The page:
The Aging of the Cuban Embargo and the Coming Era in U.S.-Latin American Relations | 11/10/2015 The decades-long U.S.trade embargo is still in force, yet meanwhile time has not stood still for Cuba. Lynn Holland looks at Cuba's network of overseas alliances, which range from trade to education, medical diplomacy, and peacekeeping. She goes on to discuss areas of fruitful cooperation between the U.S. and Cuba.
The Global Ethic and Law | 10/27/2015 "While not legal in character or aspiration, the Global Ethic nevertheless offers useful perspectives in critique of law," writes Bradley Shingleton, co-editor of the recently published volume, "The Global Ethic and Law."
Talking Peace in Person | 09/11/2015 Middle East peace talks have stalled. The 2014 war in Gaza caused the deaths of more than 2,000 people. Yet a group of 600 Palestinians and Israelis who have lost family members during seven decades of conflict have turned their backs on thoughts of revenge, and campaign for reconciliation. Peter Singer spoke to some of them.
Solidarity or Self-interest? European Integration and the German Question | 08/17/2015 "Germany today is earnest in its desire to be a good European neighbor, but it does not believe that it can or should pay any cost as part of this role," writes David Miles. "One problem is that economic, not ethical values have become the lodestone of the European Union."
To Sow the Wind: An Argument Against the War on Terror | 07/28/2015 The just war tradition--a tradition that once thought war tragically endemic and sometimes justified, but never simply, unambiguously just--has lost its profound Augustinian political skepticism and moral realism, argues David Widdicombe. Wasn't the restraint of force always a better (foundational) idea than the pursuit of justice?
The Strategic Importance of U.S.-China Trade Ties | 06/03/2015 Everyone worries about the escalation of China's maritime disputes in the South China Sea. But the greatest long-term threat to U.S.-China relations may be something far less vivid, warns analyst Ali Wyne.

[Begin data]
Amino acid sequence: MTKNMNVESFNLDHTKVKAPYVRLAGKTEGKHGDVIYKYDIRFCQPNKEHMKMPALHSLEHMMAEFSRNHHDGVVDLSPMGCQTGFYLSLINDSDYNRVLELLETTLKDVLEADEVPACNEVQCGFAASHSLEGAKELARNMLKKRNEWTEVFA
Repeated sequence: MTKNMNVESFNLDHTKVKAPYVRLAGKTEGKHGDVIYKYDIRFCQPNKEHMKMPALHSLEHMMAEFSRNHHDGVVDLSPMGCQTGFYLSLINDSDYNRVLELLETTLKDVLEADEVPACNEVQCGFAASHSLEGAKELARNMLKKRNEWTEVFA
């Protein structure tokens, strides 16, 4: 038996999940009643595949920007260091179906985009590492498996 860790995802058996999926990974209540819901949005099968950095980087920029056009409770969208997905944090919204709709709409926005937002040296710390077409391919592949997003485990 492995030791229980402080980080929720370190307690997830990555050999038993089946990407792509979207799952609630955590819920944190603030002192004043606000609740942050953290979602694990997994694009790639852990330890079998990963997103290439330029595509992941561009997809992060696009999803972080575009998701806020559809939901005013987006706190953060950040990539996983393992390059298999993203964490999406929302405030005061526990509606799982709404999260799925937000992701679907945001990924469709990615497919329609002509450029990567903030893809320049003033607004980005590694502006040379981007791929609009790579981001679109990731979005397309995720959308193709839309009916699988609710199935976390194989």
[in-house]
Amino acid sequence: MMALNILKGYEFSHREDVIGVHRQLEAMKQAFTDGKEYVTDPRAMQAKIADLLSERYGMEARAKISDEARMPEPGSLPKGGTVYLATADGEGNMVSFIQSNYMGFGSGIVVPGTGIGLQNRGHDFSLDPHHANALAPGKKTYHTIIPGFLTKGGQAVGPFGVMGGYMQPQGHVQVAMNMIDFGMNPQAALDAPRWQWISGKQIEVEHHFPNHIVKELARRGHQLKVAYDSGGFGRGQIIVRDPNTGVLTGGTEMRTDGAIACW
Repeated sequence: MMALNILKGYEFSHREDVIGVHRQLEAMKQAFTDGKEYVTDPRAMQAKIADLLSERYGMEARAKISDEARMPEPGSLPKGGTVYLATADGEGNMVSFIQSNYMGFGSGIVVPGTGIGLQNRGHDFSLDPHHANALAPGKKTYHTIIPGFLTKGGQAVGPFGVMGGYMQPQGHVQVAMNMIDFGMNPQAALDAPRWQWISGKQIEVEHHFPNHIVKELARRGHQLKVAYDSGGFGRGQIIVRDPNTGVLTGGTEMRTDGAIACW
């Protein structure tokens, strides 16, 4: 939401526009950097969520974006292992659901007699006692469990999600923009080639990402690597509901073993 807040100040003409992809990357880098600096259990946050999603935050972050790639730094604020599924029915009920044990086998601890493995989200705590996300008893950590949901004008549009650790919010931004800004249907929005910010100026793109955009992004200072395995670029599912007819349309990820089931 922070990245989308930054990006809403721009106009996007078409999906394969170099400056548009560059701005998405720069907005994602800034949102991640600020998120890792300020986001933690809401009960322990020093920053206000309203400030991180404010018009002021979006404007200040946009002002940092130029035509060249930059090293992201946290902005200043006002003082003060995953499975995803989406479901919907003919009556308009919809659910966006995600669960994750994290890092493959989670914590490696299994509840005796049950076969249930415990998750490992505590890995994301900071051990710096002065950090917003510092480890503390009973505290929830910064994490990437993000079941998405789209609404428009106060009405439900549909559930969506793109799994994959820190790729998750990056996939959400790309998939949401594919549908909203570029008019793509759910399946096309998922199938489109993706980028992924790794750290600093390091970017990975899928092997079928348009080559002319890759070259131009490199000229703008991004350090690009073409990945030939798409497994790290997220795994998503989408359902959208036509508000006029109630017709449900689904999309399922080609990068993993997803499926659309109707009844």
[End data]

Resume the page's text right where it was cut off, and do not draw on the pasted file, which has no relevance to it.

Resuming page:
Towards Non-Western Histories in International Relations Textbooks | 05/08/2015 "Exceptionalism" and many other concepts didn't originate solely in the West, yet most international relations textbooks continue to focus on Western history when outlining the evolution of the international order. Francis Grice shows what a lopsided, misleading worldview this is, and suggests how to move towards providing truly global histories.
Rethinking the Prevention Mandate of Peace NGOs: An EastWest Route | 04/07/2015 How can peace NGOs be more effective, both at preventing conflict and maintaining peace? Greg Austin of the EastWest Institute looks at the record of the last two decades with special reference to the International Crisis Group and EastWest Institute. He analyzes NGOs' strengths and weaknesses, and proposes a way forward.
Killing and Cartoons | 03/02/2015 This year Paris and Copenhagen learned that there are still people willing to kill for cartoons. The dilemma of what to think about their publication remains. What to do? Moral philosopher David Rodin tackles the difficult questions surrounding free speech in liberal societies.
Examining the Potential for an American Truth and Reconciliation Commission | 02/05/2015 The deaths of Michael Brown and Eric Garner catalyzed discussions nationwide over race relations in the United States. Surely it's time for some kind of Truth and Reconciliation Commission (TRC). But how would it work? This essay examines other TRCs--including two in the U.S.--and proposes a solution tailored to fit America in all its diversity.
Global Inequality is Falling. So what? | 01/07/2015 Inequality is rising within countries, but falling for the world as a whole. What are we to make of this? This essay tackles the knotty moral and empirical questions involved in weighing global against domestic inequality.